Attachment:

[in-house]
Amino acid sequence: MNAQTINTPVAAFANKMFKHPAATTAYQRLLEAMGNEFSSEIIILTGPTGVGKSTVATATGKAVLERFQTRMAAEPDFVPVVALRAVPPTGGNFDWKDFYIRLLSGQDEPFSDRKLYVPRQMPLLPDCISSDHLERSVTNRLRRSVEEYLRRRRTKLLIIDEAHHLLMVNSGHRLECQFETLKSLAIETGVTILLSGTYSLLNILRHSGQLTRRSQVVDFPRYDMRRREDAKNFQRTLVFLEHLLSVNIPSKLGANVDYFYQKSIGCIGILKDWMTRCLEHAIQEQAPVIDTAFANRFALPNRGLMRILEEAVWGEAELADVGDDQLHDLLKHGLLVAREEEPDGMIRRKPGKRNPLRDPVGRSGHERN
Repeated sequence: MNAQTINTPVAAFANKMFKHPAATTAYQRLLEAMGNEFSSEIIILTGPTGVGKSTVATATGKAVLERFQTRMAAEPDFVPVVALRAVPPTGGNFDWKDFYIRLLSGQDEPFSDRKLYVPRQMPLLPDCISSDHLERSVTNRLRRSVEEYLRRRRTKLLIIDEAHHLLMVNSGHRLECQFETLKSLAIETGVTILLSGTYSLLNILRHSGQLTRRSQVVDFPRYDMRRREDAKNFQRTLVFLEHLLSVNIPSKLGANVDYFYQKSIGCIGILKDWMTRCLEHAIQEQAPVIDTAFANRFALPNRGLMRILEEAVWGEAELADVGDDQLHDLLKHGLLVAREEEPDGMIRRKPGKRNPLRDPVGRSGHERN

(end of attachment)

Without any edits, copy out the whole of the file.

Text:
[in-house]
Amino acid sequence: MNAQTINTPVAAFANKMFKHPAATTAYQRLLEAMGNEFSSEIIILTGPTGVGKSTVATATGKAVLERFQTRMAAEPDFVPVVALRAVPPTGGNFDWKDFYIRLLSGQDEPFSDRKLYVPRQMPLLPDCISSDHLERSVTNRLRRSVEEYLRRRRTKLLIIDEAHHLLMVNSGHRLECQFETLKSLAIETGVTILLSGTYSLLNILRHSGQLTRRSQVVDFPRYDMRRREDAKNFQRTLVFLEHLLSVNIPSKLGANVDYFYQKSIGCIGILKDWMTRCLEHAIQEQAPVIDTAFANRFALPNRGLMRILEEAVWGEAELADVGDDQLHDLLKHGLLVAREEEPDGMIRRKPGKRNPLRDPVGRSGHERN
Repeated sequence: MNAQTINTPVAAFANKMFKHPAATTAYQRLLEAMGNEFSSEIIILTGPTGVGKSTVATATGKAVLERFQTRMAAEPDFVPVVALRAVPPTGGNFDWKDFYIRLLSGQDEPFSDRKLYVPRQMPLLPDCISSDHLERSVTNRLRRSVEEYLRRRRTKLLIIDEAHHLLMVNSGHRLECQFETLKSLAIETGVTILLSGTYSLLNILRHSGQLTRRSQVVDFPRYDMRRREDAKNFQRTLVFLEHLLSVNIPSKLGANVDYFYQKSIGCIGILKDWMTRCLEHAIQEQAPVIDTAFANRFALPNRGLMRILEEAVWGEAELADVGDDQLHDLLKHGLLVAREEEPDGMIRRKPGKRNPLRDPVGRSGHERN